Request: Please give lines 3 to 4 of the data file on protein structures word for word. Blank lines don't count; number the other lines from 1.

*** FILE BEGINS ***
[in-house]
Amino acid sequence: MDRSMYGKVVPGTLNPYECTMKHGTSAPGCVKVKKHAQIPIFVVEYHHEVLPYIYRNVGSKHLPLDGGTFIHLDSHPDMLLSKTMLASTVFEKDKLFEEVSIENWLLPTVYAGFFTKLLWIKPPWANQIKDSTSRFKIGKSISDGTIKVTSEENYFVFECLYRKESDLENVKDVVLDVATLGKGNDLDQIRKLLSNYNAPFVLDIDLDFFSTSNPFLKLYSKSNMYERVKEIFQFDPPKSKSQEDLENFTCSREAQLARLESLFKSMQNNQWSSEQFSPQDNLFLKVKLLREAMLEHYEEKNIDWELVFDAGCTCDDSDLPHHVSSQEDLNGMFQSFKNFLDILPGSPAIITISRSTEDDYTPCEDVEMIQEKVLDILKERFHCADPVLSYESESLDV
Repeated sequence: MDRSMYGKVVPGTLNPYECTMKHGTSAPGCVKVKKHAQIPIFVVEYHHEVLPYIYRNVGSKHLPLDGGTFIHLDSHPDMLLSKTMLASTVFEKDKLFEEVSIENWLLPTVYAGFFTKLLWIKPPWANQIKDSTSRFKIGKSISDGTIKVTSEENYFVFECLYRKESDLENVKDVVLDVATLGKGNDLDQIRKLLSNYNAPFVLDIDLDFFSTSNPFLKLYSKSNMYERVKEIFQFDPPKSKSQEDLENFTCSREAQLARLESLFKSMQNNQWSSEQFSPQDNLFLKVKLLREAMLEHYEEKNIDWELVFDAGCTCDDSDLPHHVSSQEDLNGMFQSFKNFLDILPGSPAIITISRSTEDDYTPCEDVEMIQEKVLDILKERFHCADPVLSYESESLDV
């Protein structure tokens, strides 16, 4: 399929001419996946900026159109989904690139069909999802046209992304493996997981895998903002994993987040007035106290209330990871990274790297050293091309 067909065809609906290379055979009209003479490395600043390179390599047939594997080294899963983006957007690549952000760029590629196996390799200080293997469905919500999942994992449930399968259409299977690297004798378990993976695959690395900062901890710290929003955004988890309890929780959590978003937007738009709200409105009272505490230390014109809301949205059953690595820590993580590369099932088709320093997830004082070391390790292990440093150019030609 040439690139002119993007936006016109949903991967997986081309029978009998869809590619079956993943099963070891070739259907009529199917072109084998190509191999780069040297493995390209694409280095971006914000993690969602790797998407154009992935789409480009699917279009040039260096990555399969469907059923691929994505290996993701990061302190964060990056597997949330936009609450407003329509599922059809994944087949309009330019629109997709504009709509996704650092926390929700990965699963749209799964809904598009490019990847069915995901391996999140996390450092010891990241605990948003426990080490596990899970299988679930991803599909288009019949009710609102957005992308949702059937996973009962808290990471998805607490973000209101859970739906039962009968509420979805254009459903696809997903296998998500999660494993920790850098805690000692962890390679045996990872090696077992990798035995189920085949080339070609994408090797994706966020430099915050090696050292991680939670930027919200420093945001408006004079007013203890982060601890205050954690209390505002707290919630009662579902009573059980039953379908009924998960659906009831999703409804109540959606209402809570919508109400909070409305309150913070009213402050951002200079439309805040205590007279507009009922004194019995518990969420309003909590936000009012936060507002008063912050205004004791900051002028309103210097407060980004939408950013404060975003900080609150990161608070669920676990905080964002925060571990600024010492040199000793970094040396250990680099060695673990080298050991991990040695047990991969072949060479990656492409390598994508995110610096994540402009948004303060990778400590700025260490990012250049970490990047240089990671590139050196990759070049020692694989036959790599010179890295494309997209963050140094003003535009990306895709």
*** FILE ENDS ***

Repeated sequence: MDRSMYGKVVPGTLNPYECTMKHGTSAPGCVKVKKHAQIPIFVVEYHHEVLPYIYRNVGSKHLPLDGGTFIHLDSHPDMLLSKTMLASTVFEKDKLFEEVSIENWLLPTVYAGFFTKLLWIKPPWANQIKDSTSRFKIGKSISDGTIKVTSEENYFVFECLYRKESDLENVKDVVLDVATLGKGNDLDQIRKLLSNYNAPFVLDIDLDFFSTSNPFLKLYSKSNMYERVKEIFQFDPPKSKSQEDLENFTCSREAQLARLESLFKSMQNNQWSSEQFSPQDNLFLKVKLLREAMLEHYEEKNIDWELVFDAGCTCDDSDLPHHVSSQEDLNGMFQSFKNFLDILPGSPAIITISRSTEDDYTPCEDVEMIQEKVLDILKERFHCADPVLSYESESLDV
């Protein structure tokens, strides 16, 4: 399929001419996946900026159109989904690139069909999802046209992304493996997981895998903002994993987040007035106290209330990871990274790297050293091309 067909065809609906290379055979009209003479490395600043390179390599047939594997080294899963983006957007690549952000760029590629196996390799200080293997469905919500999942994992449930399968259409299977690297004798378990993976695959690395900062901890710290929003955004988890309890929780959590978003937007738009709200409105009272505490230390014109809301949205059953690595820590993580590369099932088709320093997830004082070391390790292990440093150019030609 040439690139002119993007936006016109949903991967997986081309029978009998869809590619079956993943099963070891070739259907009529199917072109084998190509191999780069040297493995390209694409280095971006914000993690969602790797998407154009992935789409480009699917279009040039260096990555399969469907059923691929994505290996993701990061302190964060990056597997949330936009609450407003329509599922059809994944087949309009330019629109997709504009709509996704650092926390929700990965699963749209799964809904598009490019990847069915995901391996999140996390450092010891990241605990948003426990080490596990899970299988679930991803599909288009019949009710609102957005992308949702059937996973009962808290990471998805607490973000209101859970739906039962009968509420979805254009459903696809997903296998998500999660494993920790850098805690000692962890390679045996990872090696077992990798035995189920085949080339070609994408090797994706966020430099915050090696050292991680939670930027919200420093945001408006004079007013203890982060601890205050954690209390505002707290919630009662579902009573059980039953379908009924998960659906009831999703409804109540959606209402809570919508109400909070409305309150913070009213402050951002200079439309805040205590007279507009009922004194019995518990969420309003909590936000009012936060507002008063912050205004004791900051002028309103210097407060980004939408950013404060975003900080609150990161608070669920676990905080964002925060571990600024010492040199000793970094040396250990680099060695673990080298050991991990040695047990991969072949060479990656492409390598994508995110610096994540402009948004303060990778400590700025260490990012250049970490990047240089990671590139050196990759070049020692694989036959790599010179890295494309997209963050140094003003535009990306895709």